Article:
Welcome to the fourth and final part of our guide on how to create time lapse films. In this fourth part of the guide, we’ll cover how to post-process and edit together your time lapse images. Processing and editing time lapse images effectively is an imperative, but often underrated stage of time lapse production. Addressing any images issues at this point of post production can really make a big difference to the quality of the final product. Oh, and if you haven’t already read the first, second and third parts our of guide click here for Part 1: Time Lapse Basics’, here for ‘Part 2: Time Lapse ‘Equipment’ or here for ‘Part 3: Shooting Time Lapse’.
Post-Processing and Editing.
So you’ve had a successful shoot. You’ve now got a sequence of hundreds, if not thousands of images. Much of the hard work is done and soon we will find out how all that planning and time is going to look. Whatever the use for your time lapse video is we’re sure you’ll want it to look good played back in sequence. There are many, many effects that you can apply to the footage once it is ‘stitched’ together as a video file (which we will touch on very soon) but first we’ll talk about making those tiny tweaks to the stills before we handle them as a video.
Processing time lapse images effectively is an imperative part of creating a smooth looking time lapse film. The first thing to address is any brightness, colour balance, cropping and rotation issues. Try as you might to get things looking right in-camera, when you import your sequence of images into your computer you may find that the horizon isn’t quite level or the white balance is casting an undesired hue across your images, for example.
We favor Adobe Lightroom when it comes to processing time lapse images. Lightroom boasts intuitive, easy to use controls with a really easy sync function to apply the same changes to a whole batch of images. It also even reads the metadata from your images meaning you can easily (re)order the them (sometimes a life-saver if you forgot to reset your photo counter) and quickly get rid of any known issues from the lens you used such as warping and vignetting at the edges of the frame. Once you are happy with your edited batch there are a good number of export options including file and folder naming, and filetype and quality options; We still save the images as JPEGs at this stage.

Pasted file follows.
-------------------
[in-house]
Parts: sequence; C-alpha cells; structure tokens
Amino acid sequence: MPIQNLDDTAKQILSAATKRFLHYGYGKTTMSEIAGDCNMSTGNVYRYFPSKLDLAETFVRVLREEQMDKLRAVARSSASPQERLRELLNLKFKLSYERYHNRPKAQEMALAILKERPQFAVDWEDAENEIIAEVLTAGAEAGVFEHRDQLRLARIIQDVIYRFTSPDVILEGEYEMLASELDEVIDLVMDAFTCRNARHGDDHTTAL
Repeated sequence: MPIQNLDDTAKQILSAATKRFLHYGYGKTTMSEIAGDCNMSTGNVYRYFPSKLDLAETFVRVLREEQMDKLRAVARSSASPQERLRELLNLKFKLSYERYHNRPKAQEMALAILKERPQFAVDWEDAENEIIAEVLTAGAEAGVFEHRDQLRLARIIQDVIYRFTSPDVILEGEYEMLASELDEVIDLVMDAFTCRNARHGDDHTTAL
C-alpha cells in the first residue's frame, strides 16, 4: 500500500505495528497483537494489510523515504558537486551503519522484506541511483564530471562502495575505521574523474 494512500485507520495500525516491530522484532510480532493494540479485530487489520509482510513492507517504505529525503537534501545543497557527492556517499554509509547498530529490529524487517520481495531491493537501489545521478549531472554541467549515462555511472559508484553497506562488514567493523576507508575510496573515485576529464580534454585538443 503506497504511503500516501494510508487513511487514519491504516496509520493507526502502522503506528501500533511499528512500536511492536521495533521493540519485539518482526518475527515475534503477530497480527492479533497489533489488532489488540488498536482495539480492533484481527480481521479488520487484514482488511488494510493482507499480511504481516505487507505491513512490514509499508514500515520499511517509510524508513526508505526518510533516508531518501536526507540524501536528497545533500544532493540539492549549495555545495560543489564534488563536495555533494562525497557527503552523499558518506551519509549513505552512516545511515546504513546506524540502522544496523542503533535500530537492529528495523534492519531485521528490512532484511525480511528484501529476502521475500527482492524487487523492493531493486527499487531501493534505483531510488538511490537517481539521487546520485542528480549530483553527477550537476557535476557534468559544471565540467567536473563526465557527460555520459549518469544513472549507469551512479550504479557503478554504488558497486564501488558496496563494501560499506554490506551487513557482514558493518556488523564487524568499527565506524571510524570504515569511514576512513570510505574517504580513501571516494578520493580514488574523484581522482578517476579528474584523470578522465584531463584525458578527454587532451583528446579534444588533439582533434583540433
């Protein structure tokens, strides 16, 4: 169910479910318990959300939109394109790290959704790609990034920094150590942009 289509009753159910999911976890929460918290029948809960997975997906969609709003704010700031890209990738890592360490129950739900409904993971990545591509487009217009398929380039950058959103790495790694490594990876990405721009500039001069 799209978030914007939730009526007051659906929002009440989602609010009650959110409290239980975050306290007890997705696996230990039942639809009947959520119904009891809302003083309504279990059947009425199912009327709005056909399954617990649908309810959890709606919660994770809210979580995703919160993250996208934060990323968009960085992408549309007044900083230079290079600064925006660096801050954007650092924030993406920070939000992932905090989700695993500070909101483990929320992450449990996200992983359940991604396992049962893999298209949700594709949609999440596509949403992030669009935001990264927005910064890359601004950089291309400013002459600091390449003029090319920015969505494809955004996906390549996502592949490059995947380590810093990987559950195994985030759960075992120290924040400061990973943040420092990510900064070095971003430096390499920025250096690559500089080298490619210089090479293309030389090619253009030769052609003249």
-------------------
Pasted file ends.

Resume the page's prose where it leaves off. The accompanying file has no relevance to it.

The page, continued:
An example of Adobe Lightroom’s image editing interface
An example of Lightroom’s image adjustment window with the image sync button in the bottom-left corner
An alternative method of processing time lapse images is the ‘batch edit’ function in Adobe Photoshop. This method requires a bit more work and time to process, but is still much better than editing each still individually, a thankless task. This method requires creating a Photoshop “Action”. Effectively, creating and naming a new “Action” lets you ‘record’ the editing process you apply to the first image from your time lapse folder. Then you ‘stop’ the recording and apply the same sequence of changes to the rest of the images using the “Automate” function. Here you select the action you’ve just recorded and select the folder of images you want to apply it to. Then you wait. For quite a while.
At this stage you now have a bunch of stills ready and waiting to be transformed into your time lapse video. At Inside Out Time Lapse Productions we’ve got our nerds to write a script that actually organises and compresses all of our stills into a video file but there are plenty of other ways you can convert your images. Below are just a few other options.
- LRTimelapse for Mac and Windows is a package dedicated to creating good looking time lapse videos, offering quite a few useful editing tools to help polish your finished product.
- Time Lapse Assembler for Mac is a free and easy to use tool, to turn your sequence of images into a film.
- Chronolapse for Windows is another both popular and free path in to creating those first time lapse videos.
As we work on Mac much of our work is composited and finished in Final Cut Pro X (In addition to Adobe’s After Effects and Premier). Although the workflow has changed from earlier versions of the program it makes for a fairly quick process to achieve good results with your now stitched time lapse video. Colour corrections, speed adjustments and so much more editorial decisions are made possible. One plugin we recommend is Digital Anarchy’s “Flicker Free”. It has customisable presets for time lapse and slow motion footage amongst others to help reduce and even eliminate flicker from your footage.
Once installed, Digital Anarchy’s ‘Flicker Free’ (available for several editing platforms) allows you to treat footage with a number of customisable presets. Here is how it appears in the inspector window for Final Cut ProX
And that’s it! Once you are happy with they way your time lapse looks, hit that export button and save that video file! Depending on what software you used to produce your time lapse video you may be presented with a number of file-type options including options optimised for playing/sharing videos on i-Tunes, Vimeo, YouTube, mobile devices and for website embedding, to name a few.
[Final Cut Pro has many preset options for easily exporting your video]
Hopefully you’ve now learned a thing or two when it comes to post-processing your time lapse images and editing them together into a polished film. Thanks for reading and happy shooting!